Poets with Class is a teaching and touring ensemble from Chicago Poetry Center. They enter classrooms and grace festival stages alike with slam poetry inspired workshops and interactive performances. To celebrate Chicago’s legacy as the birthplace of slam poetry, Poets with Class host a Chicago-style poetry slam and open mic. Interested participants are encouraged to arrive early to sign up.
Poetry Reading with Ross Gay, Catalog of Unabashed Gratitude
READINGS + “YEAR OF CHICAGO THEATRE” PRESENTATIONS
There is PoesIa in the Midwest presented by Contratiempo
Contratiempo presents readings from four distinct Latin American immigrant voices in todayÃ�ï��ï��s vibrant Spanish-language literary scene in Chicago.
Power Lines: Remembering The Guild Literary Complex’s Anthology, 20 Years Later
Twenty years ago, The Guild Literary Complex, Chicago’s home for literary arts and activism, teamed up with Tia Chucha Press to publish Power Lines, an anthology featuring writers whose contributions to the Guild’s innovative and integrative programming helped to make The Guild a grassroots cultural institution in its first decade. At the time Studs Terkel said, “The Guild Complex is as natural to Chicago as its rivers and lakes.” But, where did those writers imagine The Guild flowing twenty years later on its 30th anniversary in 2019? This year, on Sunday, June 9, authors featured in Power Lines will reconvene at the Printers Row Lit Fest to revisit their work from two decades ago and to share some of what they are up to today as the Guild celebrates 30 years.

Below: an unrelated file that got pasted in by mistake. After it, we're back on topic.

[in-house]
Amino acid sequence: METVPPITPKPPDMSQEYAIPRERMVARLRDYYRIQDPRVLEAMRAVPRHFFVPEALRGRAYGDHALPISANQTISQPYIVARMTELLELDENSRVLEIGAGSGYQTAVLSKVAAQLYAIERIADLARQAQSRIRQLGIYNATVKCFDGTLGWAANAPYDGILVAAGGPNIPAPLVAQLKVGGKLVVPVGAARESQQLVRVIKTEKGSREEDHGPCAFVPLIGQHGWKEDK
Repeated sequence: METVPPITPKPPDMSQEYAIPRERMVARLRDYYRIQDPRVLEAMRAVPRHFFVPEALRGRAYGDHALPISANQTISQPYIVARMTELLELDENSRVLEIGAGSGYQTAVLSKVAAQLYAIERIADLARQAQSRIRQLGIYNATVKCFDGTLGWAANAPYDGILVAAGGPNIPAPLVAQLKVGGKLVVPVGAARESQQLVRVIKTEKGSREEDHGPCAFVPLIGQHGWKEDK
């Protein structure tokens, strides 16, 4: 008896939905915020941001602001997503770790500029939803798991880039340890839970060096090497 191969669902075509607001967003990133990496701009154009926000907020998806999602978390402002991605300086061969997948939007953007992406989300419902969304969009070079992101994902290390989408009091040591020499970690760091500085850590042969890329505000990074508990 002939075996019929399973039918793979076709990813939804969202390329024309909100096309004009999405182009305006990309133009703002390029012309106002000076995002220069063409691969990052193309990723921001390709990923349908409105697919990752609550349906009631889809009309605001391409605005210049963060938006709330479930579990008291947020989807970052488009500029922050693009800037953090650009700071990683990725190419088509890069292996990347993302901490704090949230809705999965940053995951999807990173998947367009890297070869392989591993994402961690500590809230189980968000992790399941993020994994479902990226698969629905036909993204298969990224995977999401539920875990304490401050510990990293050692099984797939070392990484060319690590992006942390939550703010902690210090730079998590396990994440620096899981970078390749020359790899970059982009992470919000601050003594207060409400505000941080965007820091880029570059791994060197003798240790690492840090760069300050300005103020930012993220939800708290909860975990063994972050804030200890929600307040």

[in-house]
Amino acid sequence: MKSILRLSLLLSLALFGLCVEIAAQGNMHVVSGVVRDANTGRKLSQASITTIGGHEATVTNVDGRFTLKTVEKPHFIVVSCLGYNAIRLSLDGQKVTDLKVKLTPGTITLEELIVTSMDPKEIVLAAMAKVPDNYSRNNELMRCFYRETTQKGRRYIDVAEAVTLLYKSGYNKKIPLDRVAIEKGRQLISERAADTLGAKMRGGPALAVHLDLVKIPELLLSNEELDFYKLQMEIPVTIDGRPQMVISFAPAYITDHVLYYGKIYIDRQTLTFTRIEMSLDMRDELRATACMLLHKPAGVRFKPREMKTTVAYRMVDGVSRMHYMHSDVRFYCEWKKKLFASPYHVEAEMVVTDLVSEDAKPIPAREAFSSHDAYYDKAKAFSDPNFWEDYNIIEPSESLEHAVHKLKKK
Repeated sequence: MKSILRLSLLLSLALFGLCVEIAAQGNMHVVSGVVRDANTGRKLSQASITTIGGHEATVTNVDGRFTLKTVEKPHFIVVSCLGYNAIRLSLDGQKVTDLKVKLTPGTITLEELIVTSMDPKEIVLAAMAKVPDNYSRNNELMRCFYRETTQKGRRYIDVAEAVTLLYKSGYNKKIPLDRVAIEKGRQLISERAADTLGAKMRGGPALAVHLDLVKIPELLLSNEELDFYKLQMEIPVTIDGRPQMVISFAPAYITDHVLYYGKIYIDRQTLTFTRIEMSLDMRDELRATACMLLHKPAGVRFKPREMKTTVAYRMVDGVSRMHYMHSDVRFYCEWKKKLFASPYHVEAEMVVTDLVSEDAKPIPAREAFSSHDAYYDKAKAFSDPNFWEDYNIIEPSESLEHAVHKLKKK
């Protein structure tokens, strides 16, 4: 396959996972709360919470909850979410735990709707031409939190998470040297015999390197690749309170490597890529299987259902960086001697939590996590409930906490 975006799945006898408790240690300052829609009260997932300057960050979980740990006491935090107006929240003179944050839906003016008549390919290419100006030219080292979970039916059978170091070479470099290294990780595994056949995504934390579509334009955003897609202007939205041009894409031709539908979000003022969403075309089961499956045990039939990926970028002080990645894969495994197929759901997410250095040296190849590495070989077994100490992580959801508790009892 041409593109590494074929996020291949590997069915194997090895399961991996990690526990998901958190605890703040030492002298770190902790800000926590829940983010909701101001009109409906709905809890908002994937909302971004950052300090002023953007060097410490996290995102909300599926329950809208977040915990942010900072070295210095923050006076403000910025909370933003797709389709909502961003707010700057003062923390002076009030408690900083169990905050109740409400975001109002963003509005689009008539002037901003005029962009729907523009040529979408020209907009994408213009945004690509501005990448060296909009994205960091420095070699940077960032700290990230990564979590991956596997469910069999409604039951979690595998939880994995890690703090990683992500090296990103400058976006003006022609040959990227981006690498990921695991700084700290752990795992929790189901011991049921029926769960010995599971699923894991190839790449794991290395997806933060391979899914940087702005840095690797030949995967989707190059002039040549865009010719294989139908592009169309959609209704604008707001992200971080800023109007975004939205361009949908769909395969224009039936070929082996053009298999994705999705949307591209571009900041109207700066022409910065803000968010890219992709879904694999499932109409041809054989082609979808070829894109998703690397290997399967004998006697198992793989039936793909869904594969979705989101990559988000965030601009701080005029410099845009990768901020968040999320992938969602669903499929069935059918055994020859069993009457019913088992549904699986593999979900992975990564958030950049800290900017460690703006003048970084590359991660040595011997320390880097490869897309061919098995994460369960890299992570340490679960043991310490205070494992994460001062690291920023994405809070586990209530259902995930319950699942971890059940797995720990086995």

A staged reading of the theatrical adaptation of Lived Through This by Anne K. Ream
Part personal history of writer Anne K. Ream’s experience rebuilding her life in the wake of sexual violence, part memoir of a multi-country journey spent in conversation with other survivors, the theatrical adaptation of Ream’s critically praised book,Lived Through This— adapted for the stage by Ream, Marilyn Campbell-Lowe and Caity-Shea Violette, and directed by 16thStreet Theater’s Ann Filmer— is a play about lives after saying #MeToo, and the gorgeous, funny, outspoken, all-too-human women and men who are living them. The staged reading is set to a rock and soul score performed by Trigger Gospel’s Anna Fermin.